I hate the IJF rules when it comes to a lot of things. I’m all for reintroducing a lot of techniques which were banned because of safety concerns. My reason for it is that they’re generally banned because people were idiots as opposed to the technique really being inherently dangerous. In an ideal world people would only do the techniques they know how to perform safely and instructors would put enough emphasis on how to finish it safely. Pretty much everything can be done in a sensible manner. There are a couple of exceptions.

So, the guillotine – not inherently dangerous. In fact, both people have to fuck up for it to be an issue, and it’s possible to get the same results without even doing the guillotine itself.

Breaking Necks 101 – A Simple How To (or How Not To)

To start with – DO NOT DO BRIDGES. A neck with strong muscles to protect and support the spine during high risk situations is just going to get in the way of having it broken. You want a nice thin neck that’s going to break on contact. I’ve provided three methods to put the neck at high risk below. They’re not going to break the neck every time, but they’re a great place to start jacking someone’s neck up (even your own).

Method 1
  1. Shoot your double – make sure your head is on the outside and down by their hip.
  2. When they sink in the guillotine don’t cut the angle and throw them away from your neck – totally keep driving forward so that your face goes into the ground.
Method 2
  1. Your opponent shoots a terrible double.
  2. Catch him in the guillotine.
  3. Jump guard – don’t just pull him down, jump into full guard and use that elbow to direct the head into the ground.
Method 3
  1. Your opponent shoots a terrible double.
  2. Catch him in the guillotine.
  3. As he drives forward set up a true guillotine suplex where you toss him over the shoulder that’s holding his head such that you both land on your back.
  4. Pull the head abruptly toward your chest before landing to try to keep the choke and prevent him from trying to spin out.

The guillotine stucture itself isn’t as important in the first two scenarios as the direction the head is being driven. It’s just as easy to do this by underhooking the far arm (cow catcher) or grabbing the gi and locking the head down with your elbow. Alternately if someone really is driving forward with a double and you just push down on their head as they drive you’ll be trapping the neck and they’ll go face first on their own. The important thing is locking the neck and making sure the head is one of the first things to hit so it can absorb all of that sweet, sweet impact.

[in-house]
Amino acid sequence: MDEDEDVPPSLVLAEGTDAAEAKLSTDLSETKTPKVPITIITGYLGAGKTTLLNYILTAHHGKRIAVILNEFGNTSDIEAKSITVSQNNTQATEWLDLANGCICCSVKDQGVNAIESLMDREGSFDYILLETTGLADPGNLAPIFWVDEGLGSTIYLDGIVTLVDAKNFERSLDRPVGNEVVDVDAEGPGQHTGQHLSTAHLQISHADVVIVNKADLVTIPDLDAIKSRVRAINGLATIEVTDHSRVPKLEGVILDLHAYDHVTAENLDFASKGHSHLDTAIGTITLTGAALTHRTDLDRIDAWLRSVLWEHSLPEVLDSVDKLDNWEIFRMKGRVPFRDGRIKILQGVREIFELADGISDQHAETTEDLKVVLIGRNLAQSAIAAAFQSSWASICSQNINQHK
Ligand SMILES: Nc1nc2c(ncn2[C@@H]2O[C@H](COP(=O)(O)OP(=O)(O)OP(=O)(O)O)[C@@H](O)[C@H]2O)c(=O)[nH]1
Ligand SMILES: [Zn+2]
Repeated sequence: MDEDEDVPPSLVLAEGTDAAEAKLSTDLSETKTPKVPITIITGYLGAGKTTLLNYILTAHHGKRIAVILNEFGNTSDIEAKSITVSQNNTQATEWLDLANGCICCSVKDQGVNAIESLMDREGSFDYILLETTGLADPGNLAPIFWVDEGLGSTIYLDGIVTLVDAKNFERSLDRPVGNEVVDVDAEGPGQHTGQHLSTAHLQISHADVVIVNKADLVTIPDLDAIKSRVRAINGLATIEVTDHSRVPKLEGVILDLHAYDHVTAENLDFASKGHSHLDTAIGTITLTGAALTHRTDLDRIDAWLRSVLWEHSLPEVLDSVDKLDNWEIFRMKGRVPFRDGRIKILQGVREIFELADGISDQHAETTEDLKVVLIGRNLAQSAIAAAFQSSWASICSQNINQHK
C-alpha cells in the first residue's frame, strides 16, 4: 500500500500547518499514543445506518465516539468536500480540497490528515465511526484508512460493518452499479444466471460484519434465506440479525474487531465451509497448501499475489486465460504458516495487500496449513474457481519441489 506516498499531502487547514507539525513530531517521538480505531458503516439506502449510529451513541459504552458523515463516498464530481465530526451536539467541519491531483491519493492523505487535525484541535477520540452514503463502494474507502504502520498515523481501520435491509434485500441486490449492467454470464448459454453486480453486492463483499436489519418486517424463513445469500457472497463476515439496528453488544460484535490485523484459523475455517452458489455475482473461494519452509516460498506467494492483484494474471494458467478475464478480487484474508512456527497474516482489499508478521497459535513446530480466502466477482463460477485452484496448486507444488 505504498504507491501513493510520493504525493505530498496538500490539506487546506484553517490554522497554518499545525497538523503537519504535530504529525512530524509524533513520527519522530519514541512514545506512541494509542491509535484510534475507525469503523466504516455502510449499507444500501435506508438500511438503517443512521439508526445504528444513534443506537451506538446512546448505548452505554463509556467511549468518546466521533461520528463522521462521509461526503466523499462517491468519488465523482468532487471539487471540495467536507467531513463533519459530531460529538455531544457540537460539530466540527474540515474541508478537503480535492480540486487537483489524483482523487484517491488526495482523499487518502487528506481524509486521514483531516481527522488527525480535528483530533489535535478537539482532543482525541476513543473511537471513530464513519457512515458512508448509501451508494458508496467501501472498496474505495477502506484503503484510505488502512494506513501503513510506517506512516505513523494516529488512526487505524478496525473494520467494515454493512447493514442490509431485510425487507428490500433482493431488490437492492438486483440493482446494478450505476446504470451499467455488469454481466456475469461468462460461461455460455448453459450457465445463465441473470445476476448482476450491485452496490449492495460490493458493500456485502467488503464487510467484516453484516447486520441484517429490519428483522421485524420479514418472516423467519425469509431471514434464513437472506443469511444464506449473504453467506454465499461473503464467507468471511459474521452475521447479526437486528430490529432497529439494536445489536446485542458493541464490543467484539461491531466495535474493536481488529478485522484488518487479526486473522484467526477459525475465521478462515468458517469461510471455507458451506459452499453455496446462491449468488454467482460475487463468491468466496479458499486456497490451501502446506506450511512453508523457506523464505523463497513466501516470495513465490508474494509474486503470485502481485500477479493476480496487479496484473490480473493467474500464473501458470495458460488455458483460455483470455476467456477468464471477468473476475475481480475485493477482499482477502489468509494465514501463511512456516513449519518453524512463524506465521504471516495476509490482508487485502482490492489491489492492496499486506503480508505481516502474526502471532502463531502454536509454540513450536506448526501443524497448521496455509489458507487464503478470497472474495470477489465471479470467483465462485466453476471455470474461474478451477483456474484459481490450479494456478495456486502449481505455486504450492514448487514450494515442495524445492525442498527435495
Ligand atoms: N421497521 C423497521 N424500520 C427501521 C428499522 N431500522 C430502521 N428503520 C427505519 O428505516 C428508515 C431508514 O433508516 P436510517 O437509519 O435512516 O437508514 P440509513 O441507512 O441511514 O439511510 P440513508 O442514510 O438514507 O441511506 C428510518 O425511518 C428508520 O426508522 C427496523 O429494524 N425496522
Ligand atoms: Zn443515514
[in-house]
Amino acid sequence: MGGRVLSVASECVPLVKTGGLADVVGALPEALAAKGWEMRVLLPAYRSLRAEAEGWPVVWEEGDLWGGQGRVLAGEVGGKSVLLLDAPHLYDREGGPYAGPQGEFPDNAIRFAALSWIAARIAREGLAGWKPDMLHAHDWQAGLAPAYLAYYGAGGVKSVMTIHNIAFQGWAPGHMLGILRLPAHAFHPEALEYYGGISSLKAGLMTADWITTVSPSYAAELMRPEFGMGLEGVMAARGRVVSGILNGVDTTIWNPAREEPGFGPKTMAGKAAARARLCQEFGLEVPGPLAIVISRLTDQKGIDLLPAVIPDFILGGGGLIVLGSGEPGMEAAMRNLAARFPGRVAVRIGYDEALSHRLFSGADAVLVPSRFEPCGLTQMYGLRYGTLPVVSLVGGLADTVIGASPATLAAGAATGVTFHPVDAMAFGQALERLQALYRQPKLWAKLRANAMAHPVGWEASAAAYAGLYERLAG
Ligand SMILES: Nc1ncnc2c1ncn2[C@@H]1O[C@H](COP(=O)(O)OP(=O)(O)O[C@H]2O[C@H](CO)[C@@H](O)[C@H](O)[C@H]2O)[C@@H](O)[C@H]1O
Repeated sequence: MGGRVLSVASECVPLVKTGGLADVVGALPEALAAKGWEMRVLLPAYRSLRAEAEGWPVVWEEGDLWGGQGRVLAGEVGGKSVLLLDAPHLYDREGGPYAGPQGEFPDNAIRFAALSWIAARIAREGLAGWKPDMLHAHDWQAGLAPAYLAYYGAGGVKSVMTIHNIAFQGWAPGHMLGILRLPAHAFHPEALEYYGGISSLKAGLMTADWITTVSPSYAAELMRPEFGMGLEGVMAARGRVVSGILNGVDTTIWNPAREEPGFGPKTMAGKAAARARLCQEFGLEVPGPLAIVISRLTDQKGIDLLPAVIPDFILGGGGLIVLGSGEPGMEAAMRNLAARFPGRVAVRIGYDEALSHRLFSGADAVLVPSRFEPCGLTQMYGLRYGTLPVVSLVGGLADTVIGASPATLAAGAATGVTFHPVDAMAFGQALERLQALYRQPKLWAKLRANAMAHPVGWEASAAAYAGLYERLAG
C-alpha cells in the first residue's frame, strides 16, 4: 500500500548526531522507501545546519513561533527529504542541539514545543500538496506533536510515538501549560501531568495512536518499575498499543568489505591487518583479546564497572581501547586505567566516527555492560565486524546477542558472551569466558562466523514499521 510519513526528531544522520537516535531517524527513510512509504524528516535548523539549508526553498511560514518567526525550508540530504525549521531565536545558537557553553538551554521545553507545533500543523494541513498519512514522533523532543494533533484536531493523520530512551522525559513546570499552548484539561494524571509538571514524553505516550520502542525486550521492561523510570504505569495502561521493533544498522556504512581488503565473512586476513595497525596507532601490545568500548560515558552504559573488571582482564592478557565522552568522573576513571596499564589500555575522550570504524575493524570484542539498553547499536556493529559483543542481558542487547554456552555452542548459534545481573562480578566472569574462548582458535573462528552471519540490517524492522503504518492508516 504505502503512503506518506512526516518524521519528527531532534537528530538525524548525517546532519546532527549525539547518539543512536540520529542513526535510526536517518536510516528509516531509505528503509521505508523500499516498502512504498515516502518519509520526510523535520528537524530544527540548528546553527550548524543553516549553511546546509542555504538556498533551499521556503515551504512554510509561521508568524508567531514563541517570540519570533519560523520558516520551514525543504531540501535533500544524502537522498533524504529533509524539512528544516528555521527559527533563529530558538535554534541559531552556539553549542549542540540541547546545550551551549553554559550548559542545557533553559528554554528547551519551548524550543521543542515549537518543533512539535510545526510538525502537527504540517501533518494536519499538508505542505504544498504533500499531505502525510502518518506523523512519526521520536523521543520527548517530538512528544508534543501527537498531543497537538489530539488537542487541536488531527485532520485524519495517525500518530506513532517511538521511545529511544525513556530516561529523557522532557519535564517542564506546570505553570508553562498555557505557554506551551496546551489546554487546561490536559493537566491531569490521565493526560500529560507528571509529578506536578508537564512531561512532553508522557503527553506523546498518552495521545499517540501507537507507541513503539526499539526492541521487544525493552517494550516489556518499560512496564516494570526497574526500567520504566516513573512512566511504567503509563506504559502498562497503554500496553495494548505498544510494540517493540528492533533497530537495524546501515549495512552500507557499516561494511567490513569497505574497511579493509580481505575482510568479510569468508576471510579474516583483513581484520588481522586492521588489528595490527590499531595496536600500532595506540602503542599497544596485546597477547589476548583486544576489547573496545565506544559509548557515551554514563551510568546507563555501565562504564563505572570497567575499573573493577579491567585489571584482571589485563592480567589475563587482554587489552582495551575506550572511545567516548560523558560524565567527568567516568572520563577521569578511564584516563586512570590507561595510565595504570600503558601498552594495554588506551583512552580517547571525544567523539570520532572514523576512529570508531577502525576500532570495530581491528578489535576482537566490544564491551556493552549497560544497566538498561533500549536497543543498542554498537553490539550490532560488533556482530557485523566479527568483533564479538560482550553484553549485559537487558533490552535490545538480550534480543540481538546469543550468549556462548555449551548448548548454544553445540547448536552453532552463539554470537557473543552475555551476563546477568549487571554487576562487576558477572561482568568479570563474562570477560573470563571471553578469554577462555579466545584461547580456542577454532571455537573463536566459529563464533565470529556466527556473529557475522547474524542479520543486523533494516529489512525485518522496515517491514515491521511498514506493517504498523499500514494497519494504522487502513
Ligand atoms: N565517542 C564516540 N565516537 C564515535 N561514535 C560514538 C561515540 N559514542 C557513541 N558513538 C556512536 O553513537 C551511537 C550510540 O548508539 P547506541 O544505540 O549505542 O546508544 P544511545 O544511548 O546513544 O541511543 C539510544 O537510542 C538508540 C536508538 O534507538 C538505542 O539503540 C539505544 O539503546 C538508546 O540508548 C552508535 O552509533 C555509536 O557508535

To avoid injury you can change angle as the person doing the double (examples: here and here). To avoid having your neck jacked when someone jumps guard POST. That’s a lot of pressure – spread it out instead of taking it all to your neck. I’m sure that’s easier said than done in a fast-paced, high-adrenaline competition scenario, but put some time into training it. I’m generally against posting in these kinds of scenarios because you’ll see some horrible compound fractures result from people trying to post during a throw which has sufficient momentum, but in this case, broken arm beats broken neck. Definitely a lesser of two evils.

As the person who’s jumping guard or doing the sacrifice throw, consider variations which end up with you in mount. Chances are pretty good you’re controlling the position of their back and hips, so by having them do a full roll the pressure won’t be on the neck – they’ll kind of roll through it. A great way to do this is the judo throw sumi gaeshi which is frequently done with the head trapped anyway. Just make sure to bring them over the correct direction. If I have Tanner’s head in a guillotine on my right side, I’ll put my right shin on the inside of Tanner’s left thigh and drop in to a back roll over my left shoulder. I don’t let Tanner flatten out though – I continue the roll until I’m in mount. This will also prevent me from pulling to break the neck when we both flatten out (method 3). Alternately, if I end up with the arm-in guillotine I can do a scissors-sweep-esque movement where I drop to the hip away from their neck and spin. Controlling the arm should allow you to keep them from getting any real base by posting and you can just switch your hips into mount.

I really need a camera and someone willing to shoot